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by mike
Rated: 18+ · Short Story · Emotional · #2217750
A love story of pain and emptiness


The first thing he noticed was the street cafes, Mediterranean style, with multicoloured umbrellas, together with plexi-glass enclosures adding sophistication to the place. And flowers in large wooden boxes alive with every colour imaginable. And trees, saplings really, thick with foliage growing tall and straight within cast iron railings.
He sauntered on passing a familiar shop, once an ice-cream parlour, now a Burger King, a nightclub now a fashion boutique, and a tavern, a favourite haunt, transformed into a Government Tourist Bureau. There were lots of memories here, not so much bad memories, just lots of sentimental stuff which until now he'd never given much thought. It was queer how it all came rushing back to him, as if he'd never been away. Up there by the corner was once a little cafe with small blue windows run by a large fat man. That's where he took her on their first date. Yes, on the right as you walked in, tucked away behind the window -- that's where they sat, and became known as 'their little place.' God it was all so clear to him, so vivid. He stopped outside the shop and visualised her sitting there with him laughing, sipping her tea, looking gorgeous in her long maxi and beret, hair falling around her shoulders. How young he was then, just out of his teens, with a head full of ideas, and a reckless impatience. He grinned, looked up at the sign above the shop front: Wang's Chinese Takeaway, and strolled on.
It was nice to be back again, but how the years had passed. Was it really thirty years since he walked these streets? And whatever became of her? She probably married, like him, and left. Well, it was all very nice to travel down memory lane, he thought, but he was strictly here on business, and the sooner it was completed the sooner he could fly back on the late afternoon flight. He glanced at his Rolex. It was time he visited the property.

A twenty minute drive allowed him to reflect on the past, and her. He had loved her once, and she returned that love, in fact she adored him. But then, that's the way she was, especially with him being her first love. And those four short months they shared, were they not some of the most pleasurable moments of his life? Images of those months came to him. Images of their love-making, the plans they made for the future, and his departure. And what would she think now? Top consultant and art dealer of a renowned international antique company. She'd be surprised, or would she? She was always telling him that he was overly ambitious, and much too impetuous.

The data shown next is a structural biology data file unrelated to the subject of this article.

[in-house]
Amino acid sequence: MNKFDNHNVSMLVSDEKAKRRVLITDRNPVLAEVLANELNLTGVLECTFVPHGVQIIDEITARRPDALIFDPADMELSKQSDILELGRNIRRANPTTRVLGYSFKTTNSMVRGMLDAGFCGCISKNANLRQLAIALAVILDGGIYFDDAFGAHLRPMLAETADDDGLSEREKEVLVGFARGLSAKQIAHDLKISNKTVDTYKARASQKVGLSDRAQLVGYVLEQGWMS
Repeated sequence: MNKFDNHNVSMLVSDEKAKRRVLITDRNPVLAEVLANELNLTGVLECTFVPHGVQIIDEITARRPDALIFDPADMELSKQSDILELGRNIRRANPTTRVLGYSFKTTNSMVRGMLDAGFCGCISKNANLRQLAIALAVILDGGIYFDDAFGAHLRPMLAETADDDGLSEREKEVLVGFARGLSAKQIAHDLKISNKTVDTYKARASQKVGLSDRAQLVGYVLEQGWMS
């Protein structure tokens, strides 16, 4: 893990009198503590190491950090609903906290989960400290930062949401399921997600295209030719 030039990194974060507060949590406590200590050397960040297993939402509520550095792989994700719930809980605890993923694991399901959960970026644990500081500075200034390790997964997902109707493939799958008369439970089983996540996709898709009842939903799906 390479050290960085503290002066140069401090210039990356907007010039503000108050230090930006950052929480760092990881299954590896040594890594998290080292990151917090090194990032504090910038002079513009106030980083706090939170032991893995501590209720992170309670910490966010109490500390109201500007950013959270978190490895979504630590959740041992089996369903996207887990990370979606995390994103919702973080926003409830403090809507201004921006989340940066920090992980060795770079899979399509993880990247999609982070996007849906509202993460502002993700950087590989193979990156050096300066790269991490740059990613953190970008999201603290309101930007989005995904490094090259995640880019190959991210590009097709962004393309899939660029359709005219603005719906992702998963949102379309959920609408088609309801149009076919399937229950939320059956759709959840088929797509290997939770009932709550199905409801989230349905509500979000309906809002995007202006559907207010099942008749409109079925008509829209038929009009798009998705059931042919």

"You will always do well in business, John, but don't let it cloud your inner feelings. They're much more important."
He nodded in contemplation. Her advice was always sound, intelligent, much like her personality: calm with a deep quiet strength.

He was still thinking of her when he turned into the grounds of the property, where stood a grand old Victorian mansion. A large ornate fountain was sprouting water in the sun, like a welcome gesture. He drove passed it before coming to a halt on the white gravel entrance alongside another vehicle and a removalist van. He got out of the car, took a look at the place and thought, I wonder what interesting stuff awaits me inside? Then with briefcase in hand, he walked towards the steps of the mansion, where he was met by a middle-aged man of balding appearance and, after introductions were completed they entered the premises.
For nearly three hours he assessed the various pieces: paintings, furniture, books, firearms, and even a rare Victorian water closet. There were lots of other items as well which he deemed did not quite fit the company's high standard, but could easily be snapped up by a local dealer. He then oversaw the removal of the pieces, making sure that the correct freight and handling was in order for the journey to the company's main office. Finally with his work completed, it was now time for a good meal and a quiet drink before departing for the airport. And so, content with the thought that everything had gone so efficiently, he bade farewell and left.

Down the entrance steps he skipped, the warm afternoon sun on his shoulders, and headed for his car. There was a woman walking towards him carrying an attachcase, fortyish looking, well groomed with short cropped hair. He watched as she drew nearer, his curiosity getting the better of him. She glanced and smiled as he passed. He stopped and turned around. She was thick around the waist from age, but her beauty was still visible, and it wasn't hard to imagine how she must have looked twenty years or so. Standing there watching her walk on, he heard himself say: "Err...excuse me."